Overall: 93/100 or A
Hunter, Autumn, and Summer—three of Kristina Snow’s five children—live in different homes, with different guardians and different last names. They share only a predisposition for addiction and a host of troubled feelings toward the mother who barely knows them, a mother who has been riding with the monster, crank, for twenty years.
Told in three voices and punctuated by news articles chronicling the family’s story, FALLOUT is the stunning conclusion to the trilogy begun by CRANK and GLASS, and a testament to the harsh reality that addiction is never just one person’s problem.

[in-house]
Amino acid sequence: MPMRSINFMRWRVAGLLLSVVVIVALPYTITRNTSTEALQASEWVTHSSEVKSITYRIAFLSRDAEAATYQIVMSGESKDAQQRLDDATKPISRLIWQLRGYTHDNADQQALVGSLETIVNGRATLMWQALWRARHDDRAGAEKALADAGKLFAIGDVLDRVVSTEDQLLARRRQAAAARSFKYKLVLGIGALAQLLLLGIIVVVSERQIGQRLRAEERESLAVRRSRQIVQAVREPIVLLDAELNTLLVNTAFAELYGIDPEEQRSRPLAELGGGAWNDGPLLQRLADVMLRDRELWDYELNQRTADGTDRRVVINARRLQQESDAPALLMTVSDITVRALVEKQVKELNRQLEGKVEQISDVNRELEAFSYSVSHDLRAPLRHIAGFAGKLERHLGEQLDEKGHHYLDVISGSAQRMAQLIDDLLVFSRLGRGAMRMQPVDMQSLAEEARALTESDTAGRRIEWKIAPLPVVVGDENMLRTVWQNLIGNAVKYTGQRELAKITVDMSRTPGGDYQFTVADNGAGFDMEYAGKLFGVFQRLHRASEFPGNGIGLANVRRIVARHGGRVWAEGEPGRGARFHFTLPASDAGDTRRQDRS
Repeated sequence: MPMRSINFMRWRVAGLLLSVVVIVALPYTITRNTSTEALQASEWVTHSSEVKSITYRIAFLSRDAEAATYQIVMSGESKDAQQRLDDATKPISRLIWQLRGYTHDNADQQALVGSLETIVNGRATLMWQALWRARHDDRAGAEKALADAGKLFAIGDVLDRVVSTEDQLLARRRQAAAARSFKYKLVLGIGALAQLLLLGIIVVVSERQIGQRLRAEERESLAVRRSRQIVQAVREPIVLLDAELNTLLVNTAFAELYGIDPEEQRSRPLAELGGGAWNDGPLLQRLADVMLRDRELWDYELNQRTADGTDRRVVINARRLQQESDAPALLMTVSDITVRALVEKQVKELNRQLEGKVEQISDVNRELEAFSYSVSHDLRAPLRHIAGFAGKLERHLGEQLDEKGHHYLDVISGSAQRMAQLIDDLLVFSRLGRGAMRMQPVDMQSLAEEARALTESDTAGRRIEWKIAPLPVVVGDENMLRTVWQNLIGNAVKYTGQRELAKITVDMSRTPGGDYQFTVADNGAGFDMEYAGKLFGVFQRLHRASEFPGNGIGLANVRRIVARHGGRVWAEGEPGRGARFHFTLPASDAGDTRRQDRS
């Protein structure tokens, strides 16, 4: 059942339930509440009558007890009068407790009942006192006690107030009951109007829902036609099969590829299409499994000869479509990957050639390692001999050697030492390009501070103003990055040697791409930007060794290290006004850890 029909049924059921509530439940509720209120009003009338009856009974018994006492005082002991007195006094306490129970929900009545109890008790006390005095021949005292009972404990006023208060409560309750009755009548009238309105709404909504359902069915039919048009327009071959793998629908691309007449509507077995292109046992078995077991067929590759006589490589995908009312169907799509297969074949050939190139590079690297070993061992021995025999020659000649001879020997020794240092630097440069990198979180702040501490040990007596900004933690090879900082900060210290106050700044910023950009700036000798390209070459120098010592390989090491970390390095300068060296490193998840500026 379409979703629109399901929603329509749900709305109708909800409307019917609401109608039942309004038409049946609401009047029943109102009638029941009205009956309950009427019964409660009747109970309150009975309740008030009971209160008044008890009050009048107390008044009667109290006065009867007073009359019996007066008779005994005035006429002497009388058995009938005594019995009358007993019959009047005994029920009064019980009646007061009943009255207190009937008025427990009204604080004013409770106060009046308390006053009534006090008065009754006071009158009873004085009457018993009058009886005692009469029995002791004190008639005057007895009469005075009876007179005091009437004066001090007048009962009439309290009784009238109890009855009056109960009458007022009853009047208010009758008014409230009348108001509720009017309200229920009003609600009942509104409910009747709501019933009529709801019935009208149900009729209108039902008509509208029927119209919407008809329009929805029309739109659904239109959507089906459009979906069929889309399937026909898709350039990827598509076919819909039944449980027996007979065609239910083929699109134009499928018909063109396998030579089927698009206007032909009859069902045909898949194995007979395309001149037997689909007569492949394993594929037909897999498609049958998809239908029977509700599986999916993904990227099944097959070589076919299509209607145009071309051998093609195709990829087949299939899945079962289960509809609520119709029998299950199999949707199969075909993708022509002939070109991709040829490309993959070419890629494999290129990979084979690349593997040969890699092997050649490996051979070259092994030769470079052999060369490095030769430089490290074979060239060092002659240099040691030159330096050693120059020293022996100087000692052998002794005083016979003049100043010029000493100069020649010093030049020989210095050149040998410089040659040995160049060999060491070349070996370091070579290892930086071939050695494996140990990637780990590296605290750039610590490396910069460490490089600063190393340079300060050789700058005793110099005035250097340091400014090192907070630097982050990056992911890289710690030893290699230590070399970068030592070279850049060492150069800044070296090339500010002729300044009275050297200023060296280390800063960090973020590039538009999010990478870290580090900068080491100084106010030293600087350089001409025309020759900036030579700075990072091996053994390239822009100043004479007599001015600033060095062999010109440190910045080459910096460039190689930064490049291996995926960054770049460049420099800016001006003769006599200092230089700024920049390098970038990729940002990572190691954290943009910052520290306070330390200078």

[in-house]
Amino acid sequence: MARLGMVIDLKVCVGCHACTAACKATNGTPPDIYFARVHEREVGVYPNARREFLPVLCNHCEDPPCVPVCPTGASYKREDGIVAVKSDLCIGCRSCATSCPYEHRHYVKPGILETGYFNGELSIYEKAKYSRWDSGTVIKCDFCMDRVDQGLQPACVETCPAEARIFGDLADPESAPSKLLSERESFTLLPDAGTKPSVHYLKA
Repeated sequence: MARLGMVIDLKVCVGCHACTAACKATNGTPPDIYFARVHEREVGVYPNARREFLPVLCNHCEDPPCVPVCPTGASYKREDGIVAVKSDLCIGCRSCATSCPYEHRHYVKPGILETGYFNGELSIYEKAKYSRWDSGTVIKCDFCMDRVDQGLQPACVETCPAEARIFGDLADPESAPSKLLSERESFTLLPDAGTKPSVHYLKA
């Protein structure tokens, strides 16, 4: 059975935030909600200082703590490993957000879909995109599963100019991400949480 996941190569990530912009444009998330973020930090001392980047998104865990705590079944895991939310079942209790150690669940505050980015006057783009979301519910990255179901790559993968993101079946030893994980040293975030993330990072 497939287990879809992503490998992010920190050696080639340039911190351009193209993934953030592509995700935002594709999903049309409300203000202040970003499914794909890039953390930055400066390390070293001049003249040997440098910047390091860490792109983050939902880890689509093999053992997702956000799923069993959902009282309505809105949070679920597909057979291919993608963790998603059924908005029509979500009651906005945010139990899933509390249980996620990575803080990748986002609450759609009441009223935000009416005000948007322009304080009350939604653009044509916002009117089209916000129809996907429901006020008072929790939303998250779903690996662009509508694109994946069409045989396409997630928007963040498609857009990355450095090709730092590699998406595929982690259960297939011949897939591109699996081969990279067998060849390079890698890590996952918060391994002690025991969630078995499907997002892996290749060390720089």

Fallout is a stunning book, in the way that it shows that drugs don't just effect the user. It show the damage that can come to their families in the future. Hunter's voice was strong and while he lived with Kristina's parents, he still felt out of place and like he was abandoned. Hunter had his issues with his on and off girlfriend, because of this. Autumn lives with her grandfather and aunt. She also met the first boy that has paid attention with her. That is until her dad comes in and she learns about the family that she never knew about. Summer goes from foster home to foster home with the occasional stop at her dad's house. Her family doesn't seem real anymore. Hopkins weaves all three of these stories in ease. She shows that all of Kristina's children have had their problems in the past and present. All of the tension build up to a stunning ending that keeps you wanting more, while resolving what happened. I enjoyed the fact that there were news paper clippings through out the book. Fallout was an original book, because you usually don't get to see what happens after someone continually does drugs. Hopkins is a stunning writer. Her books are gritty, fierce, and honest that will keep you wanting more. I highly recommend this book to fans of Courtney Summers, Julie Ann Peters, and Ellen Hopkins' previous books.